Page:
Holla Back (or, I just want Beepers back.)
Last week, Google introduced a new service that will change the way we communicate. Again. Google Voice is a free service that fuses phone and email, which Google markets like other modern telecommunications marvels: Google Voice promises to make your life simpler. With this introduction there is a fear that Google Voice might follow in the pattern that the Blackberry, the iPhone and Bluetooth have created. Google Voice might just make everything more complicated.
Google Voice offers free voicemail transcriptions, sent to the user via both text message and email. Computers alone complete these transcriptions. Without a human read-over, both punctuation and vocal nuances are left by the wayside. The program does acknowledge its flaws--when Google Voice is unsure about a word, it sheepishly types in light grey.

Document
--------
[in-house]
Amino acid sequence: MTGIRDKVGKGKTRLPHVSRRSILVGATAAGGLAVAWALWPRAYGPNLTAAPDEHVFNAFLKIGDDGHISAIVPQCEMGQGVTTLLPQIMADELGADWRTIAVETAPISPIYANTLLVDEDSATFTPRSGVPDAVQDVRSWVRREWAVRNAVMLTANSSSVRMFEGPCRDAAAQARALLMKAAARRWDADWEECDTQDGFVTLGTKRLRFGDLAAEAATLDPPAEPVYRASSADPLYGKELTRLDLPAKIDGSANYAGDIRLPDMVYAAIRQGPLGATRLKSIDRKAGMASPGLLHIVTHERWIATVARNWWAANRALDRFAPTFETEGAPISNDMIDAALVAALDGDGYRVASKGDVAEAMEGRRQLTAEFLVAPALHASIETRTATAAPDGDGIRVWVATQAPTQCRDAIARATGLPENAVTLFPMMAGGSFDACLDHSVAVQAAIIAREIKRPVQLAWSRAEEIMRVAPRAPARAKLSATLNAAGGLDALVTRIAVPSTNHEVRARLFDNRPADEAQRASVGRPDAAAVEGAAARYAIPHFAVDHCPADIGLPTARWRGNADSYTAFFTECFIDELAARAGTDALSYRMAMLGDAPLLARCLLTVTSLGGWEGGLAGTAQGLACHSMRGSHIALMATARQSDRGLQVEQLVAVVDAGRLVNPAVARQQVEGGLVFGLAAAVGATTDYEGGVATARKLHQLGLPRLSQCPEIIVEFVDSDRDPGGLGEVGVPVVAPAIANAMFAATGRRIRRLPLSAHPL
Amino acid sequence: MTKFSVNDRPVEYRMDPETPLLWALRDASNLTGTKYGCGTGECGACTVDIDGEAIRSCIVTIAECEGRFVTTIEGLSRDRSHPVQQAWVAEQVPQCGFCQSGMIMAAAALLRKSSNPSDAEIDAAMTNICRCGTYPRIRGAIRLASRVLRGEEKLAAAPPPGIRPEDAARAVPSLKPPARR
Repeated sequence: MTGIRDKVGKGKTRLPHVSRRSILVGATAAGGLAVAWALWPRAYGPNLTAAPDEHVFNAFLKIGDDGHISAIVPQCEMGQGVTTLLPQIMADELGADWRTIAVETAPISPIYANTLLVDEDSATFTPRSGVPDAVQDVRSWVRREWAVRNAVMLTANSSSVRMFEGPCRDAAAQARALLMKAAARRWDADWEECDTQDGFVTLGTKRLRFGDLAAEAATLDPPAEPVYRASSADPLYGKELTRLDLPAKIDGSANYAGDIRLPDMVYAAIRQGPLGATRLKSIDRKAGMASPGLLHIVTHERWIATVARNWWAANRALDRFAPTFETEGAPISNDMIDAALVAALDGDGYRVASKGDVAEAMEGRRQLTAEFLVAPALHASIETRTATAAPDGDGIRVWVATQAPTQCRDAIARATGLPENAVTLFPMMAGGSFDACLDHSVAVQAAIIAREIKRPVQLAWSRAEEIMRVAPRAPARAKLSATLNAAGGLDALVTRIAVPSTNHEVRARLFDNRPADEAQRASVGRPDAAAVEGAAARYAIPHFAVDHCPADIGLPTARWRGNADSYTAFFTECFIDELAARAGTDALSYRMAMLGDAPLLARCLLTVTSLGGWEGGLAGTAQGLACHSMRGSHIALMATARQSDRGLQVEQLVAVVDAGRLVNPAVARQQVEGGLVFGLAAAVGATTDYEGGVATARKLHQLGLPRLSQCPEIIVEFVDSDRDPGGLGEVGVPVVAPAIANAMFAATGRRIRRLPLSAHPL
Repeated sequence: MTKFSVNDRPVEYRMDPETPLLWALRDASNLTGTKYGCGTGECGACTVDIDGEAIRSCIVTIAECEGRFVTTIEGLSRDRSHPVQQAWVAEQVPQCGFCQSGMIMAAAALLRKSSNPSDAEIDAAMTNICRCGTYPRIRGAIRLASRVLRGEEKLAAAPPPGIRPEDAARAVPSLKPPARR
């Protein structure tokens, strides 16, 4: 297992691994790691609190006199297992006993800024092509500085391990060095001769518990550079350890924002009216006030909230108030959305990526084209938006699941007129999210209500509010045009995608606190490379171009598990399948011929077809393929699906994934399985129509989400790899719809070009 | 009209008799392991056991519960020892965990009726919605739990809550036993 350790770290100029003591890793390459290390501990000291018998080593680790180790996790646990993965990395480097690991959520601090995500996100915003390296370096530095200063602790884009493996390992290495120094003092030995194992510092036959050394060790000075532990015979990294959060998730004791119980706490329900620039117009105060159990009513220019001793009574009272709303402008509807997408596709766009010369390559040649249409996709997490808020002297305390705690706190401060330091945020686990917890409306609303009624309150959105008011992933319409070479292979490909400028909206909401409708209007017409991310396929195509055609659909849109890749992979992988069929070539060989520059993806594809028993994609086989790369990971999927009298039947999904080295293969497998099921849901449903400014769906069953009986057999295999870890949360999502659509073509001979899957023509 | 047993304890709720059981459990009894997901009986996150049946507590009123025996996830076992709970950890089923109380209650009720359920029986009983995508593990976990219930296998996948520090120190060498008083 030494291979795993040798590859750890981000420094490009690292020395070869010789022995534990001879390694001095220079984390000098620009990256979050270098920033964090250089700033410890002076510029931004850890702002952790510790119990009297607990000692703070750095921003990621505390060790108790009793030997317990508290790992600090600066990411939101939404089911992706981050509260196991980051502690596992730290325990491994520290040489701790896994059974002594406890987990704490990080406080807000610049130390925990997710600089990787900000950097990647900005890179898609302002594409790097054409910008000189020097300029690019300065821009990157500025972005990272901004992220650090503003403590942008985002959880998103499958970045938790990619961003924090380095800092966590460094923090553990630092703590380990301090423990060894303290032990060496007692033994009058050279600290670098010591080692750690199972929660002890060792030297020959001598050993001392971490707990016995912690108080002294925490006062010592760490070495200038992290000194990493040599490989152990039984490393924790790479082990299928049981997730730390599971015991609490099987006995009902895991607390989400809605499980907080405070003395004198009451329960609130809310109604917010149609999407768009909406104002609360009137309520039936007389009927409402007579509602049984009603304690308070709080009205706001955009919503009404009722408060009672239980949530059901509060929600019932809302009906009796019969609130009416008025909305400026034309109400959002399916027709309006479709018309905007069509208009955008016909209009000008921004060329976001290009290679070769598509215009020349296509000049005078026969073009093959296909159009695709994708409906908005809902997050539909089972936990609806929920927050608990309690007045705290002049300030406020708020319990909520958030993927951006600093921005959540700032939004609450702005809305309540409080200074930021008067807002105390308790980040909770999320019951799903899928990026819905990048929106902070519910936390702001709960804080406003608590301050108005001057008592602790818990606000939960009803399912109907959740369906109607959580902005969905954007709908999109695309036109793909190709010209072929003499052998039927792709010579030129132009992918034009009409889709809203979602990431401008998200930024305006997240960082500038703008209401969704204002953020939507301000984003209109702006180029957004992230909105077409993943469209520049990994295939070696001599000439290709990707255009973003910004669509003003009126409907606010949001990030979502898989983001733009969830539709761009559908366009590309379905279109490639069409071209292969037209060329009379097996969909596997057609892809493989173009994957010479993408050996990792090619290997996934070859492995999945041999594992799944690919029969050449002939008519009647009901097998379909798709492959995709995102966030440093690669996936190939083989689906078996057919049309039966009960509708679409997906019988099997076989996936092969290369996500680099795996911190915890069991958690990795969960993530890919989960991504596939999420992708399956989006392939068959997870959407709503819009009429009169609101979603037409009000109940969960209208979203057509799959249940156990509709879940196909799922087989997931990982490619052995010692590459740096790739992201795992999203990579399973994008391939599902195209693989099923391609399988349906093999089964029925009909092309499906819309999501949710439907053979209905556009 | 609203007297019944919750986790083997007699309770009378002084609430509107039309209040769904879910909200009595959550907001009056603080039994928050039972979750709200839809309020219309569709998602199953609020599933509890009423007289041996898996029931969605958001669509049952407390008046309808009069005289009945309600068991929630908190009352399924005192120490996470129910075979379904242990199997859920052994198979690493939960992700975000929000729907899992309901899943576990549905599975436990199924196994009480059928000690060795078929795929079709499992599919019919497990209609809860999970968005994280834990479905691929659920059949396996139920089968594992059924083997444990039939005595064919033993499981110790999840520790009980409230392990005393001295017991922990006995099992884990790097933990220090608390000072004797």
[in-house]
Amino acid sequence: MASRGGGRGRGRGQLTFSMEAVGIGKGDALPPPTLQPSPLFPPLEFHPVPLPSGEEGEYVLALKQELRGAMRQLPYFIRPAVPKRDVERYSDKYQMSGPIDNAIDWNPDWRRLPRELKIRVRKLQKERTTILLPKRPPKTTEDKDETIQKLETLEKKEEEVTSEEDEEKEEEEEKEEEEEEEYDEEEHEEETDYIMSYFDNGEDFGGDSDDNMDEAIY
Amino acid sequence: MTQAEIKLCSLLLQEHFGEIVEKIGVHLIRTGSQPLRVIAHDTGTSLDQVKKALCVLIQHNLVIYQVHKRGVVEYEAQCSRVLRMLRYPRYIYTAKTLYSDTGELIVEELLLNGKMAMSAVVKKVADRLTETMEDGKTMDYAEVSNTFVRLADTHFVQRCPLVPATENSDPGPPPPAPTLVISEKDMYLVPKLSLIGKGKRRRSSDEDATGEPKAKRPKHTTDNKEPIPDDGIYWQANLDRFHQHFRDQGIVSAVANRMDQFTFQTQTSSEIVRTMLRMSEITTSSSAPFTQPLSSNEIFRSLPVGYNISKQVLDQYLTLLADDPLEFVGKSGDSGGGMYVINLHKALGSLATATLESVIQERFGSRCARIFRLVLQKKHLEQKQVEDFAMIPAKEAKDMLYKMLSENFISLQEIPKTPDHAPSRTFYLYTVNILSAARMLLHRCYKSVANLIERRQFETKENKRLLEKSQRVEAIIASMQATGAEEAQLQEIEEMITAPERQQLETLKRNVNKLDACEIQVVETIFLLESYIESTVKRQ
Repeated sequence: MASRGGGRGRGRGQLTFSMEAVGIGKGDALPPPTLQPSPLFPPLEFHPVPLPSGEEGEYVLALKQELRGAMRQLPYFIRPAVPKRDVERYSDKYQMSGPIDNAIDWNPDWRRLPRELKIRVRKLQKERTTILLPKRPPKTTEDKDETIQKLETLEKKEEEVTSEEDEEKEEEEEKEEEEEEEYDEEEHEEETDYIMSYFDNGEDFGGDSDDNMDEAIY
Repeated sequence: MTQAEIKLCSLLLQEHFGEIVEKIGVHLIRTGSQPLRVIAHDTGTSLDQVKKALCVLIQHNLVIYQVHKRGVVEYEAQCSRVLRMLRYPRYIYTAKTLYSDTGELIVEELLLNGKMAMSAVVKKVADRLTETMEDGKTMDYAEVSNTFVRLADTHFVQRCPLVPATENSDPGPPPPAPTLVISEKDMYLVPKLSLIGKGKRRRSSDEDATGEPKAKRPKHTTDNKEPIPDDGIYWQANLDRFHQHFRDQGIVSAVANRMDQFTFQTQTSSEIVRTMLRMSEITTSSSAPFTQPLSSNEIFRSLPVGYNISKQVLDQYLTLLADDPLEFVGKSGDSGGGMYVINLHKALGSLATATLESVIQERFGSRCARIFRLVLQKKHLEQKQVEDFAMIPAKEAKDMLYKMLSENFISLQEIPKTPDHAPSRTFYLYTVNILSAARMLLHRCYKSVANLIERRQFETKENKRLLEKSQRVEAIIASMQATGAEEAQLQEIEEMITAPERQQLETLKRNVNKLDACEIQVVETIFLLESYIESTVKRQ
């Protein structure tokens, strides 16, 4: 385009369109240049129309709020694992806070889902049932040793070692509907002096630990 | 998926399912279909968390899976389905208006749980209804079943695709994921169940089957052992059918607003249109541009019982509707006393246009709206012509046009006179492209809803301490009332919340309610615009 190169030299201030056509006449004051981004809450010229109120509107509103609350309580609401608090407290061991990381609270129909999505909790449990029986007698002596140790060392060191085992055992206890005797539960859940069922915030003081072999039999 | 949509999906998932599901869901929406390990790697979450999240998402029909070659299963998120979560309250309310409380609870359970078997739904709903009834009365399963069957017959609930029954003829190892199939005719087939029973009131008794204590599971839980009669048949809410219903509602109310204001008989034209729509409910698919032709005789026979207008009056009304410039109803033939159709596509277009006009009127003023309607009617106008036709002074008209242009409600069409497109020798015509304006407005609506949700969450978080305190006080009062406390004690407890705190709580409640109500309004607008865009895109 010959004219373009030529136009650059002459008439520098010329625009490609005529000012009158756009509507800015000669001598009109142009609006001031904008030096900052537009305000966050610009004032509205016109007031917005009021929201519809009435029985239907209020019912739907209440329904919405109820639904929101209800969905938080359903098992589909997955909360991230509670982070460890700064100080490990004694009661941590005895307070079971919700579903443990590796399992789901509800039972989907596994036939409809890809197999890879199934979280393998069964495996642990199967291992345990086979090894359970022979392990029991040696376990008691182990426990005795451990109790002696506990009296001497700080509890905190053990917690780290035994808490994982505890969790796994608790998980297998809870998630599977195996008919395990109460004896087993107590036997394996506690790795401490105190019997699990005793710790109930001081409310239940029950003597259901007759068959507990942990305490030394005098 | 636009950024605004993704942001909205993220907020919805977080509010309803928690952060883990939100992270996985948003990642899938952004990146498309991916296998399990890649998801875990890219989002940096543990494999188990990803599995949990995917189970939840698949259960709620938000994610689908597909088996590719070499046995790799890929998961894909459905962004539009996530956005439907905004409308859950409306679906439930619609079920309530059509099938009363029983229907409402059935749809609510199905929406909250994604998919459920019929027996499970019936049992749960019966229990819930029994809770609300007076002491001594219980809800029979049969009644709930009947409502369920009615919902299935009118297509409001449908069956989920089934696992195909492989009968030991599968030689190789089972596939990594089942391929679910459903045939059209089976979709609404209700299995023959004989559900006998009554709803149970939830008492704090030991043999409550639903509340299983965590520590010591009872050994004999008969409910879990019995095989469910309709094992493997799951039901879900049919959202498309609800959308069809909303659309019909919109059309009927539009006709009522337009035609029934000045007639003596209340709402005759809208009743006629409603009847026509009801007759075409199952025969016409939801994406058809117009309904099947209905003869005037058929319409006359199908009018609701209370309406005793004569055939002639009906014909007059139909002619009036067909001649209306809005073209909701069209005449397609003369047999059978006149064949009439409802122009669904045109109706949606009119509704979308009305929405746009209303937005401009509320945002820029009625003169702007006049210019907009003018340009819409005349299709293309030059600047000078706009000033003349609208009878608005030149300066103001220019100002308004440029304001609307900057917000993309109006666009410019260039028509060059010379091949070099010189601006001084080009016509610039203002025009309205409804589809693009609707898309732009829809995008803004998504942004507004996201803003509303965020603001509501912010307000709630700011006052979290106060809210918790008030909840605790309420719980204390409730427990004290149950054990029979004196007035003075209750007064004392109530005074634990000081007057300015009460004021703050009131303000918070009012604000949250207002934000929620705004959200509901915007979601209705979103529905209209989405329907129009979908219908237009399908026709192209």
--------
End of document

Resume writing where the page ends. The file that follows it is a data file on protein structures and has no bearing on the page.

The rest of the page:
Google Voice will also help Google accrue an enormous amount of information about users' personal lives. For each user, Google will have written records of voicemails and access to calls and texts. And because Google Voice is a free service, Google will most likely employ the same advertising techniques it does through Gmail--targeting users with advertising specific to the content of their emails. So, using Google Voice will involve a trade-off: simplified technology versus living out George Orwell's' biggest fear. Luckily, everyone has a few weeks to mull that one over before Google makes its newest feature available to the public.